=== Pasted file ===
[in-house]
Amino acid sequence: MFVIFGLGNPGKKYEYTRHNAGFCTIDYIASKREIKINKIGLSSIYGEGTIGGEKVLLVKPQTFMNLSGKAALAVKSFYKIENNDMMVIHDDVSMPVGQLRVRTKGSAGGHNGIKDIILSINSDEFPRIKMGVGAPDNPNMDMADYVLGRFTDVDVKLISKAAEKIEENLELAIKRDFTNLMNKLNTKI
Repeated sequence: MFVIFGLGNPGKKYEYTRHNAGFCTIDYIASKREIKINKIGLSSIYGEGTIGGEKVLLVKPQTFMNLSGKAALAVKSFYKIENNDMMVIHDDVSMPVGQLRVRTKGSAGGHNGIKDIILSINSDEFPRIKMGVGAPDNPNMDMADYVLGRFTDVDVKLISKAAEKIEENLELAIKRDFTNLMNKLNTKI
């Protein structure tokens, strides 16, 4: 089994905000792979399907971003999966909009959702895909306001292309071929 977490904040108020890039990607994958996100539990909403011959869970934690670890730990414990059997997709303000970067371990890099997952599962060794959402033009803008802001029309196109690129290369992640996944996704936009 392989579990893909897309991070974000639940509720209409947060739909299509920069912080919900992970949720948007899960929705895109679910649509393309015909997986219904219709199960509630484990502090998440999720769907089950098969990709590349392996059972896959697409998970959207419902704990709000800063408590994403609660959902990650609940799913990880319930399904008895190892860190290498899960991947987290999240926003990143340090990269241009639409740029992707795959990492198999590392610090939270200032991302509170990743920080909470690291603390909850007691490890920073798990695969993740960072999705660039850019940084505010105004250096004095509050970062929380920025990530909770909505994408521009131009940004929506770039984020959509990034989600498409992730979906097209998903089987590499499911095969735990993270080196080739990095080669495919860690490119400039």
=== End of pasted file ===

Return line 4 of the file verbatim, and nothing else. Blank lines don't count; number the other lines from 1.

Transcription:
């Protein structure tokens, strides 16, 4: 089994905000792979399907971003999966909009959702895909306001292309071929 977490904040108020890039990607994958996100539990909403011959869970934690670890730990414990059997997709303000970067371990890099997952599962060794959402033009803008802001029309196109690129290369992640996944996704936009 392989579990893909897309991070974000639940509720209409947060739909299509920069912080919900992970949720948007899960929705895109679910649509393309015909997986219904219709199960509630484990502090998440999720769907089950098969990709590349392996059972896959697409998970959207419902704990709000800063408590994403609660959902990650609940799913990880319930399904008895190892860190290498899960991947987290999240926003990143340090990269241009639409740029992707795959990492198999590392610090939270200032991302509170990743920080909470690291603390909850007691490890920073798990695969993740960072999705660039850019940084505010105004250096004095509050970062929380920025990530909770909505994408521009131009940004929506770039984020959509990034989600498409992730979906097209998903089987590499499911095969735990993270080196080739990095080669495919860690490119400039």